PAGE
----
Locals love Santa Cruz Diner for its classic diner fare, which will be featured on the culinary show “Diners, Drive-ins and Dives” on Monday, November 9 at 10 p.m. on the Food Network. Photo by Alex Zamora.
Locals love Santa Cruz Diner for its classic diner fare, which will be featured on the culinary show “Diners, Drive-ins and Dives” on Monday, November 9 at 10 p.m. on the Food Network. Photo by Alex Zamora.

Every local night-owl and overworked college student worth their salt knows they can head to the Santa Cruz Diner for a perfect burger, stack of pancakes or just about anything else at three in the morning. With a broad menu and doors that never close, the local favorite has served many a happy Santa Cruzan since 1998 — and the beloved haunt can now add to its list of patrons Food Network’s Guy Fieri.

Fieri’s “Diners, Drive-ins and Dives,” a show that tracks local culinary gems around the country, will feature the Santa Cruz Diner on an episode airing at 10 p.m. on Monday, November 9.

Owners Chip and Kim Kirchner were surprised to receive the inquiry from Food Network in May. A TV-less household, the Kirchners were unfamiliar with Fieri and the show.

“I had never really heard of the show when they called us,” Chip said. “People are calling all the time selling something, so I wondered what the catch could be. But it turns out that 15 million people watch the show nationally. It’s kind of like getting a free ad on the Super Bowl or something.”

After a lengthy phone interview with Kirchner and lots of background checks, the “Diners, Drive-ins and Dives” crew headed to Santa Cruz in June. The two days of grueling, 13-hour filming hit the diner in the peak of its summer rush.

“We were really, really busy those days because the college and the high schools were getting ready to graduate,” diner waitress Terry Nance recalled. “[The crew] wanted us to close for the filming, but we couldn’t because the line was out the door. Everyone wanted to be here.”

Kirchner recalled other hardships during filming, including being asked to shut off the ventilators during a kitchen scene, filling the restaurant with smoke. Although incidents like this were abnormal for diner patrons, regulars Sharon Newman and her daughter Andrea Ramos couldn’t complain.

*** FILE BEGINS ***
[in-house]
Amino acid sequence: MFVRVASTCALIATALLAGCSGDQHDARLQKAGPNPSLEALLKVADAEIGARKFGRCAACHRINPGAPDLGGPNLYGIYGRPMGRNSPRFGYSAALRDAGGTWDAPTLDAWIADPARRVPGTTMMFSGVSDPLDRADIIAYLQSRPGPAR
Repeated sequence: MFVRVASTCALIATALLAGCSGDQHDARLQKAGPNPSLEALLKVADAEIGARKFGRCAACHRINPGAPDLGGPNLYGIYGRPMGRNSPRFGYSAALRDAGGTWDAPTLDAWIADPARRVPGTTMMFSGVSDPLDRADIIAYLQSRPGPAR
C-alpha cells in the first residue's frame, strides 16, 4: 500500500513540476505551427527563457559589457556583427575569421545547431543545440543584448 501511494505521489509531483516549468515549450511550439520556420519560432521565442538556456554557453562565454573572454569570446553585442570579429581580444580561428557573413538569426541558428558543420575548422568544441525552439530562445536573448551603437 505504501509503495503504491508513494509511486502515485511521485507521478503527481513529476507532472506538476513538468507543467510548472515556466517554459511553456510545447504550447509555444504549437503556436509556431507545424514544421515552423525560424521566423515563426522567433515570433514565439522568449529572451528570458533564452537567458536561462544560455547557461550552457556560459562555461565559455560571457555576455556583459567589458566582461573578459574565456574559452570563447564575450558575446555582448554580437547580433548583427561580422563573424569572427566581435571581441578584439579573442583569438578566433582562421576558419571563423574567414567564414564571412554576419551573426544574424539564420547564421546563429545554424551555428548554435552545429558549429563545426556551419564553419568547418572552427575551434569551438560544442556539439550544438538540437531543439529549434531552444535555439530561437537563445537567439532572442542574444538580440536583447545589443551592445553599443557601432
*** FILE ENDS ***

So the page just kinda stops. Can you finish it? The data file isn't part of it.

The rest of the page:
“The staff is just so wonderful here, they take such good care of us. So [the filming] didn’t affect us at all,” Ramos recalled. “And seeing Guy was awesome. He was just like he is on TV.”

Ramos travels from Salinas twice a week to take her mother to the diner, the only place in town that prepares Newman’s usual order of banana French toast just right.

This sort of local popularity gave rise to the diner’s newfound claim to fame. The Food Network show invites suggestions from diner, drive-in and dive-goers nationwide, eventually narrowing down the list and choosing a theme for the selected eateries. Episodes generally include brief interviews with patrons and staff and center around the preparation of each spot’s signature dish.

Although the Santa Cruz Diner clearly made Fieri’s cut, Kirchner remained humble.

“Maybe they’re running out of material,” Chip joked about being selected. “We’re not fine dining or anything. It’s just your everyday diner where real people can get real food at a good price. We get a lot of the same people here everyday. It’s like ‘Cheers’ for food.”

Bought out of bankruptcy in 1998, the diner was the Kirchners’ vision of a real local diner in Santa Cruz. They hoped to not only reflect the diner culture of Chip’s childhood on the east coast, but also to incorporate Kim’s knack for cooking Vietnamese cuisine. According to Chip, Fieri and his crew found this harmony particularly intriguing.

“Their theme with us was ‘east meets west,’” Chip said. “My wife makes pho and we have a shrimp and salmon cake special on Fridays, so those were the two things they wanted to feature.”

As for meeting Fieri himself, Chip was impressed with the platinum-coifed foodie’s cool demeanor. Although his entrance was that of a celebrity, complete with drivers and rolling garment bags, Kirchner found Fieri very approachable.

“He’s really down-to-earth,” Kirchner said. “He’s a rock star, so he could have a big ego. You expect the guy to be totally snooty, but he’s not. It’s almost like if our dishwasher hadn’t shown up he would’ve jumped right in and done it himself.”

Terry Nance also felt Fieri fit right in with the homey atmosphere of the diner. Taking a moment to sit down during the busy breakfast rush, Nance explained why she felt the diner was chosen for the show.

“When you come here, you’re part of a family,” she said. “Most of us know who you are, we remember what you order each time. It’s like home. It’s the best choice in town.”